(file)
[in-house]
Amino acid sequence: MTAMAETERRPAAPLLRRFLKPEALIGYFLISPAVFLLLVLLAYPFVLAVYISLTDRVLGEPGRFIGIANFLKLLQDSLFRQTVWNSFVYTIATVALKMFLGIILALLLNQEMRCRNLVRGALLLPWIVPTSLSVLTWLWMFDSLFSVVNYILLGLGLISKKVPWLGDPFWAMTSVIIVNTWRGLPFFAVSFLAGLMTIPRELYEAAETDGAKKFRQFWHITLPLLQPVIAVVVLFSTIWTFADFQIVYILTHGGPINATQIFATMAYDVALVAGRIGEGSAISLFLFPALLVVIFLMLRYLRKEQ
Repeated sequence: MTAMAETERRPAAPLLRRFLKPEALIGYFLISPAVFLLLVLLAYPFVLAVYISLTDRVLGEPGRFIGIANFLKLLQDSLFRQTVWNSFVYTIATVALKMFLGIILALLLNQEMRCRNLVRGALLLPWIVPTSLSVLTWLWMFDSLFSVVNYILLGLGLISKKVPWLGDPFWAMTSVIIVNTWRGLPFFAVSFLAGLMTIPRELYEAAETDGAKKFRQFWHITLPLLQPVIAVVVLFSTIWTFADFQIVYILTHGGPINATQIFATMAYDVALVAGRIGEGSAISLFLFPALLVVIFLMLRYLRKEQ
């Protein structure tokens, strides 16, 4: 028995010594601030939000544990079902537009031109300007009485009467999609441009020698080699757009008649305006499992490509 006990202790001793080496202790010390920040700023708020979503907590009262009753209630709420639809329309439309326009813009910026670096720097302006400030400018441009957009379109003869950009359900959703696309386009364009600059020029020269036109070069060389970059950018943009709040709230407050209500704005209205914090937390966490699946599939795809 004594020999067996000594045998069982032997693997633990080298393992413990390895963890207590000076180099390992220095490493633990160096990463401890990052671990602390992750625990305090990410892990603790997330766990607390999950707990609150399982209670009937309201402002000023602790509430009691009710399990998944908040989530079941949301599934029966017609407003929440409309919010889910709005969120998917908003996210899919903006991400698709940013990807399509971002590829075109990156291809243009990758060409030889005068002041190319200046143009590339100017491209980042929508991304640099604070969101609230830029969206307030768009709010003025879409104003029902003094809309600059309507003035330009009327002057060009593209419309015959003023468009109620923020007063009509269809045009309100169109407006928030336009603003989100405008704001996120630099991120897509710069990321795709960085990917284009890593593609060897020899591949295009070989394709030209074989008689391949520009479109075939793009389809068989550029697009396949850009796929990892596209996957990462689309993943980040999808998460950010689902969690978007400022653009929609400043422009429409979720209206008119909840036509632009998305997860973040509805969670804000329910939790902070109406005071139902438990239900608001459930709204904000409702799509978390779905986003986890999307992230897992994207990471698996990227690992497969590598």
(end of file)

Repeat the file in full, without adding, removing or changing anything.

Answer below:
[in-house]
Amino acid sequence: MTAMAETERRPAAPLLRRFLKPEALIGYFLISPAVFLLLVLLAYPFVLAVYISLTDRVLGEPGRFIGIANFLKLLQDSLFRQTVWNSFVYTIATVALKMFLGIILALLLNQEMRCRNLVRGALLLPWIVPTSLSVLTWLWMFDSLFSVVNYILLGLGLISKKVPWLGDPFWAMTSVIIVNTWRGLPFFAVSFLAGLMTIPRELYEAAETDGAKKFRQFWHITLPLLQPVIAVVVLFSTIWTFADFQIVYILTHGGPINATQIFATMAYDVALVAGRIGEGSAISLFLFPALLVVIFLMLRYLRKEQ
Repeated sequence: MTAMAETERRPAAPLLRRFLKPEALIGYFLISPAVFLLLVLLAYPFVLAVYISLTDRVLGEPGRFIGIANFLKLLQDSLFRQTVWNSFVYTIATVALKMFLGIILALLLNQEMRCRNLVRGALLLPWIVPTSLSVLTWLWMFDSLFSVVNYILLGLGLISKKVPWLGDPFWAMTSVIIVNTWRGLPFFAVSFLAGLMTIPRELYEAAETDGAKKFRQFWHITLPLLQPVIAVVVLFSTIWTFADFQIVYILTHGGPINATQIFATMAYDVALVAGRIGEGSAISLFLFPALLVVIFLMLRYLRKEQ
């Protein structure tokens, strides 16, 4: 028995010594601030939000544990079902537009031109300007009485009467999609441009020698080699757009008649305006499992490509 006990202790001793080496202790010390920040700023708020979503907590009262009753209630709420639809329309439309326009813009910026670096720097302006400030400018441009957009379109003869950009359900959703696309386009364009600059020029020269036109070069060389970059950018943009709040709230407050209500704005209205914090937390966490699946599939795809 004594020999067996000594045998069982032997693997633990080298393992413990390895963890207590000076180099390992220095490493633990160096990463401890990052671990602390992750625990305090990410892990603790997330766990607390999950707990609150399982209670009937309201402002000023602790509430009691009710399990998944908040989530079941949301599934029966017609407003929440409309919010889910709005969120998917908003996210899919903006991400698709940013990807399509971002590829075109990156291809243009990758060409030889005068002041190319200046143009590339100017491209980042929508991304640099604070969101609230830029969206307030768009709010003025879409104003029902003094809309600059309507003035330009009327002057060009593209419309015959003023468009109620923020007063009509269809045009309100169109407006928030336009603003989100405008704001996120630099991120897509710069990321795709960085990917284009890593593609060897020899591949295009070989394709030209074989008689391949520009479109075939793009389809068989550029697009396949850009796929990892596209996957990462689309993943980040999808998460950010689902969690978007400022653009929609400043422009429409979720209206008119909840036509632009998305997860973040509805969670804000329910939790902070109406005071139902438990239900608001459930709204904000409702799509978390779905986003986890999307992230897992994207990471698996990227690992497969590598």